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SPL - Necessity, luxury or something else? Page Title Module
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In the rest of the world, Scouting was based on Baden-Powell's Patrol System:
1) The maxim number of Patrols in a Troop = Six (6), of 6-8 Scouts each.
2) Even with six Patrols, a Senior Patrol Leader is optional.
See Rules #237-242:
3) The "purpose" of a Patrol is to go out on patrol: To cover physical distance (without "adult association").
4) When camping as a Troop, Patrols camp 300 feet apart, in a circle, with the Scouters' campsite at the hub.
All of this can be done in the context of monthly campouts along the lines of modern Wood Badge.
The rub is that physical distance involves managed risk.
Therefore you might want your Troop's very best natural leaders in the Patrol Leader positions, managing the risk of physical distance out there in the LITERAL "Trust 'em, Let 'em Lead" absence of adult association.
Yours at 300 feet,
- Jul 2002
Ideally, the Scoutmaster interacts with one and only one Scout - the SPL.
Yes, the SM may perform Scoutmaster conferences for all boys, act as a merit badge counselor, etc. but the SM should not be the trainer for all the youth leadership.
Kudu & others, for a troop with more than one patrol, how do you suggest the the SM interact with the Scouts with no SPL?
- Jun 2009
By talking to them? Perhaps in the spirit of an older brother? I think I heard that somewhere.
I probably will never be the SM of a troop larger than 20-25 boys, because I don't want to become an unreachable CEO of a youth group.
My question would be, why in the world would only interacting with one boy in the entire troop be ideal? I fully fall in line with the thought that Scouts should be teaching Scouts. But if I happen to be on a camping trip one day and a young scout and I happen to be standing in the same place staring at the Big Dipper, there's a good chance I'm going to show him the North Star.
Oak Tree, it would all depend on whether one is using the troop method or the patrol method of running a troop. If you are using the troop method, then the SPL is in charge of everything and the PL's are nothing more than ASPL's doing what the SPL directs them to do. However if one is using the patrol method, then the SPL, if necessary assists the PL's do their job in the patrols. After all he is senior not because he ranks higher but because he has the most experience to be able to assist them.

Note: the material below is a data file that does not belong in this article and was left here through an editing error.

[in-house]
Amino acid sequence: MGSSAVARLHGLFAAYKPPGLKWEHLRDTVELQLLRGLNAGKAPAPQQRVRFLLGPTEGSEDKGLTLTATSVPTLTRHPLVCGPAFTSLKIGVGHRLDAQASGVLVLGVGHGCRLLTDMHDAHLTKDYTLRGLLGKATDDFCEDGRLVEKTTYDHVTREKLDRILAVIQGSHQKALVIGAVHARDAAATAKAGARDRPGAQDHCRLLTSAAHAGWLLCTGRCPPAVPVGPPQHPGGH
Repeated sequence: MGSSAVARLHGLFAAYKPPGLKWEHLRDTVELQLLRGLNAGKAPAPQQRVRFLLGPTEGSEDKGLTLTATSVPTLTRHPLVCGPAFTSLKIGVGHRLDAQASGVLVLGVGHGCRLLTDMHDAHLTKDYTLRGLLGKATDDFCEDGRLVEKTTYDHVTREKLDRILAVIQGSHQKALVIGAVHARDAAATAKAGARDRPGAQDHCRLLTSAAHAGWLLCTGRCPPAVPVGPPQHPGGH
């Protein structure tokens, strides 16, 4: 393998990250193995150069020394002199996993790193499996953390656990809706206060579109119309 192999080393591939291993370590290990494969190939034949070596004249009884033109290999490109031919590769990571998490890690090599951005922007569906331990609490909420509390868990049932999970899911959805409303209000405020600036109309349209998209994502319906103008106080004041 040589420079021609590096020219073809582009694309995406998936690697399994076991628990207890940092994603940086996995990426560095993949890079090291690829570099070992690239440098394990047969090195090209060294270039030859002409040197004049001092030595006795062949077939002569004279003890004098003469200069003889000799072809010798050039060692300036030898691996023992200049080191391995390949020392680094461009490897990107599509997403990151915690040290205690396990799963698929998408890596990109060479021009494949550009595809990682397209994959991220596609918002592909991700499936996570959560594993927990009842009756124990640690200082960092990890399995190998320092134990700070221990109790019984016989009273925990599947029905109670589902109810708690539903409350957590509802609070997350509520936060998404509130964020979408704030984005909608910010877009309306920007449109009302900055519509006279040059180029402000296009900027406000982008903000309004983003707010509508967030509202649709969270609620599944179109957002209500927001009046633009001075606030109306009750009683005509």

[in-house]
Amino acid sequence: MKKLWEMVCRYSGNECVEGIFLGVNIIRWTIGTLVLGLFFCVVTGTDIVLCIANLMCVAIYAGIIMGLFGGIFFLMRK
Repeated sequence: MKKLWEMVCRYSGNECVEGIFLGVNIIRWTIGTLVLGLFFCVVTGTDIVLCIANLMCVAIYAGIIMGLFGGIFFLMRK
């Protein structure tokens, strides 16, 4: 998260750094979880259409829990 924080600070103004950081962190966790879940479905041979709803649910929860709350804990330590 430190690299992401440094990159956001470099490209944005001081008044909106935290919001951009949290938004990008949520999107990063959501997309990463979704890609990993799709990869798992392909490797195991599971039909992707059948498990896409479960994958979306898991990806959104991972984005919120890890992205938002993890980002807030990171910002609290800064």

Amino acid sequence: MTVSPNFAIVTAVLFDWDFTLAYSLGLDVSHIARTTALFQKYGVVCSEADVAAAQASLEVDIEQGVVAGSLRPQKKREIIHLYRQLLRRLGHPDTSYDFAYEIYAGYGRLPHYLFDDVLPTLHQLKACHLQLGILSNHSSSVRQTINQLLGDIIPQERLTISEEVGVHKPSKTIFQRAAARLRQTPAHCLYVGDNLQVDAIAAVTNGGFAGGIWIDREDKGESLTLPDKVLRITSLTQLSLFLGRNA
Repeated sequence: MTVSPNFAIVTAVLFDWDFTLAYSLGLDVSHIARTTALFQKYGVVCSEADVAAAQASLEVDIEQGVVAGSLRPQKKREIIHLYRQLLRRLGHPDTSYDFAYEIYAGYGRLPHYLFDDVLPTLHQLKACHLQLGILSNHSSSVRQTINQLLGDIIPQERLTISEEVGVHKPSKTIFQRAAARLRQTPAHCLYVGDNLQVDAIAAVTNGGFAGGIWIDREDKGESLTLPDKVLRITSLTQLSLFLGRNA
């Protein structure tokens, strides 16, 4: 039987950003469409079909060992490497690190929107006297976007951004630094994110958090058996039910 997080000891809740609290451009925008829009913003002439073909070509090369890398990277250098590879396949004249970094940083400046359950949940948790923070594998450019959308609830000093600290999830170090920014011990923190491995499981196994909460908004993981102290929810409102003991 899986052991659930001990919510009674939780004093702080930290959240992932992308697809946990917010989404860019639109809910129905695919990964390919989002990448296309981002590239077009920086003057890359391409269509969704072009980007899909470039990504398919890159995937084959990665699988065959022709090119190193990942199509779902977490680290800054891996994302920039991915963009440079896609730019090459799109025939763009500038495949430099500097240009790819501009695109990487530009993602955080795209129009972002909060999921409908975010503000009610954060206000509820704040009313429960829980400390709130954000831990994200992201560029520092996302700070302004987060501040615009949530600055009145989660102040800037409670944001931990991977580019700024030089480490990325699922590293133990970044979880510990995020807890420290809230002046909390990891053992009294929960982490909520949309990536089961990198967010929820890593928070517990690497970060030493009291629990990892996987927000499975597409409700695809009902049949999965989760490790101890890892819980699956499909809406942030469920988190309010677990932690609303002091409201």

When in doubt, stop and think, if the SPL runs the troop, then one is using the troop method with a bunch of assistants to help with the shear number of scouts.
On a campout that has to be horrendous having all those patrols 300' apart and the SPL trying to run the show.
Can't have it both ways. Either the patrol method is used and the PL runs his own little show or he does what he is told by the SPL who is usually just parroting back what the SM told him to do. Of course under these circumstances only the SM is the only real leader. Everyone else follows.
Under BP's model the PL's would have 6-8 boys for him to lead and the SPL would have 6 PL's to lead. Otherwise with the troop method the SPL theoretically would have 36-48 boys to lead. Shoot, even a highly trained adult school teacher can't handle that many at one time, how would one think a 16 year old boy could do it.
Stosh(This message has been edited by jblake47)
The SPL, if employed properly, isn't running anyone's patrol!
During meetings and troop activities in the outdoors, the SPL gets the bugler up, walks the rounds to the patrol leaders to make sure things are on track, runs the flag ceremonies, games, sets up training schedules, in a word, everything...and reports back to the SM, who is very much present but saying very little aside from a SM moment or such.
Show me a troop with more than one patrol that has no SPL, and I'll show you a SM who is playing SPL....
- Feb 2008
Desert - why does anyone need to "play" SPL? It strikes me that all of those things you mention could as easily be handles by a group of PLs who among them decide how best to come together as a troop, which patrol should handle which tasks, etc.
Shortridge, good point...to which I'd say the SPL is guy the keeps the train on the tracks. In troops that I see with no SPL, the SM is the go-to guy, checking on things, fielding questions from this PL, then the QM, setting up schedules, etc. Generally making him/herself indispensable.
I'm a bit biased based on my experience as an SPL years ago. My SM was very much in charge, but held me responsible for everything--planning, organizing, executing troop meetings to campouts to day hikes. It was a full time job. I made plenty of mistakes, and the SM let me know exactly what I did wrong and how to improve. Privately. For a year plus, it was probably one of the toughest yet most rewarding leadership labs I've been thru, before or since.
I think Eagledad said it best, now that I reflect back--the SM was training me, the SPL, to be to be a SM. Eagledad, well said.
If the SPL isn't going to be a protege of the SM, then sure, it's a waste of time for everyone involved. But if the SPL is treated like an adult, with the proper expectations, it can be the best youth job in the troop, aside from PL.
But if the SM can't resist being the go-to guy/gal, well, sure, spare some Life/Star scout the trouble of being the SPL, and find something else for them to do. Odds are it won't be as good as being an SPL.